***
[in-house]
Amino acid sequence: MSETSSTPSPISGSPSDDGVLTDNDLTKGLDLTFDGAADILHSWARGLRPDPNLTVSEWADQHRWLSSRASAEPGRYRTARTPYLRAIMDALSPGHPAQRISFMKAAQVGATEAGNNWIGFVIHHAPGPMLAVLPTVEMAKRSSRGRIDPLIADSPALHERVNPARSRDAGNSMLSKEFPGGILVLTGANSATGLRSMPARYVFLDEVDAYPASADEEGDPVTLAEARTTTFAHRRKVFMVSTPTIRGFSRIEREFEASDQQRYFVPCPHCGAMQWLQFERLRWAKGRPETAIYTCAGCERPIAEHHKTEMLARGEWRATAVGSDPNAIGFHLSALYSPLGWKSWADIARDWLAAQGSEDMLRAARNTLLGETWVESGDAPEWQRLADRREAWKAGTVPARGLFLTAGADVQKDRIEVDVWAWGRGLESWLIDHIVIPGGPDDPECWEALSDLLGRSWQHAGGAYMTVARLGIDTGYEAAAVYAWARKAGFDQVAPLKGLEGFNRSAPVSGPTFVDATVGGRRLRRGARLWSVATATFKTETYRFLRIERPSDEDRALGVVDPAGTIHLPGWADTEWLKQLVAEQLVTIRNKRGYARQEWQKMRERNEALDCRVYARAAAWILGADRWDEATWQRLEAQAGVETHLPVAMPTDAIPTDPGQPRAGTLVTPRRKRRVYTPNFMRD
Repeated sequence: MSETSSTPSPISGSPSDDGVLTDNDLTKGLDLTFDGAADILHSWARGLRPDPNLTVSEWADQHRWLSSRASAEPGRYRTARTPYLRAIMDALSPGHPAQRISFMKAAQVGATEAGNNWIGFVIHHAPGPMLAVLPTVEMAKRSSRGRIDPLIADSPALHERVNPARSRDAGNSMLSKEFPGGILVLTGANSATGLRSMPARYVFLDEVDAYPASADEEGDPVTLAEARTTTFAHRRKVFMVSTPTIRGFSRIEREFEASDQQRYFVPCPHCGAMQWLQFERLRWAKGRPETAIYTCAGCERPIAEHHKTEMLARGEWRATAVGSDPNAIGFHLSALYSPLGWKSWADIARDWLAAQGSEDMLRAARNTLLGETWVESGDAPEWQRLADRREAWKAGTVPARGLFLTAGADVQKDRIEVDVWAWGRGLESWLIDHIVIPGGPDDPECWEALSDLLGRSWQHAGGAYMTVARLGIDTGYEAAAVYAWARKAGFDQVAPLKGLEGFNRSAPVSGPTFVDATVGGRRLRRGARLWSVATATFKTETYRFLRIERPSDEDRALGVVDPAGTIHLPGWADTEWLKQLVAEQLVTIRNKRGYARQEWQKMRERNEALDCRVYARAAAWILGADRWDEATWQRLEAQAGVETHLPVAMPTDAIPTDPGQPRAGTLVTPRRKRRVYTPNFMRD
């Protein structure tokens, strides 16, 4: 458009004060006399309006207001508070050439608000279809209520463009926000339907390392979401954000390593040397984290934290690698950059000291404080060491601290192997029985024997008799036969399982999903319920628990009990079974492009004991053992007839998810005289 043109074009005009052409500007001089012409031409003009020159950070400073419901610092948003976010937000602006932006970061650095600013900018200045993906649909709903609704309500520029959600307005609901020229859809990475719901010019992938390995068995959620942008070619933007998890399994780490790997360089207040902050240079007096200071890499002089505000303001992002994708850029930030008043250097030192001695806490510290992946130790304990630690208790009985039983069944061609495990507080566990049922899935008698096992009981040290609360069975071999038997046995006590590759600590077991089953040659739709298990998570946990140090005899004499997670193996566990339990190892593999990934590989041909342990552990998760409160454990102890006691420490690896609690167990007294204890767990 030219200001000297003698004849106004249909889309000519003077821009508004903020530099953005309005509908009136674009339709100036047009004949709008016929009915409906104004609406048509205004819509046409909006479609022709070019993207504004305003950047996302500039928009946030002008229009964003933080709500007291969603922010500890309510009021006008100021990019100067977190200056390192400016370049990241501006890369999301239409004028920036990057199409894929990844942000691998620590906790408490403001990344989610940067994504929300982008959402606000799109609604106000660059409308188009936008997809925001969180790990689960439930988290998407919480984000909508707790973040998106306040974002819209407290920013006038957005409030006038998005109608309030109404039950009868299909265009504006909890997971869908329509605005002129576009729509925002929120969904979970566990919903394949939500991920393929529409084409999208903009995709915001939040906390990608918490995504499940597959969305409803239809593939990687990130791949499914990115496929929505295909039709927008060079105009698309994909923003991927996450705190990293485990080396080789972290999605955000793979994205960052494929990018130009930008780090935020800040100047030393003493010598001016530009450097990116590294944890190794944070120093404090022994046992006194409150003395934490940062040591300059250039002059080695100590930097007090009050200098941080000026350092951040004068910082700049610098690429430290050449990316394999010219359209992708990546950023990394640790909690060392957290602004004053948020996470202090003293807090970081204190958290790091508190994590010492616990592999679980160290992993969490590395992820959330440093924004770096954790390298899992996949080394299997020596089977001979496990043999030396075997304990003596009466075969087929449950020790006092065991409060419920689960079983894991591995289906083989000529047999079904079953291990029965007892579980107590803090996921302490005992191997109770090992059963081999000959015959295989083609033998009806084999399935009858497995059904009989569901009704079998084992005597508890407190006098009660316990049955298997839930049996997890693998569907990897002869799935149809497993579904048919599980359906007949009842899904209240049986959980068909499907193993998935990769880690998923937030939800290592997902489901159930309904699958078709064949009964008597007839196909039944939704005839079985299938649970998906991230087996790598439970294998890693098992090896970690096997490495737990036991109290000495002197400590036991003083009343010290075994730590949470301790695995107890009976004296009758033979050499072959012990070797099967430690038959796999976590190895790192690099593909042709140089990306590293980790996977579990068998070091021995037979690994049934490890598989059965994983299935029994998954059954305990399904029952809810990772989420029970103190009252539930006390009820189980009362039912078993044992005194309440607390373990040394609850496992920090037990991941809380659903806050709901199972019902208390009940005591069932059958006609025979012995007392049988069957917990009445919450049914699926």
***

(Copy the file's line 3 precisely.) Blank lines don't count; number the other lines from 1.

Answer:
Repeated sequence: MSETSSTPSPISGSPSDDGVLTDNDLTKGLDLTFDGAADILHSWARGLRPDPNLTVSEWADQHRWLSSRASAEPGRYRTARTPYLRAIMDALSPGHPAQRISFMKAAQVGATEAGNNWIGFVIHHAPGPMLAVLPTVEMAKRSSRGRIDPLIADSPALHERVNPARSRDAGNSMLSKEFPGGILVLTGANSATGLRSMPARYVFLDEVDAYPASADEEGDPVTLAEARTTTFAHRRKVFMVSTPTIRGFSRIEREFEASDQQRYFVPCPHCGAMQWLQFERLRWAKGRPETAIYTCAGCERPIAEHHKTEMLARGEWRATAVGSDPNAIGFHLSALYSPLGWKSWADIARDWLAAQGSEDMLRAARNTLLGETWVESGDAPEWQRLADRREAWKAGTVPARGLFLTAGADVQKDRIEVDVWAWGRGLESWLIDHIVIPGGPDDPECWEALSDLLGRSWQHAGGAYMTVARLGIDTGYEAAAVYAWARKAGFDQVAPLKGLEGFNRSAPVSGPTFVDATVGGRRLRRGARLWSVATATFKTETYRFLRIERPSDEDRALGVVDPAGTIHLPGWADTEWLKQLVAEQLVTIRNKRGYARQEWQKMRERNEALDCRVYARAAAWILGADRWDEATWQRLEAQAGVETHLPVAMPTDAIPTDPGQPRAGTLVTPRRKRRVYTPNFMRD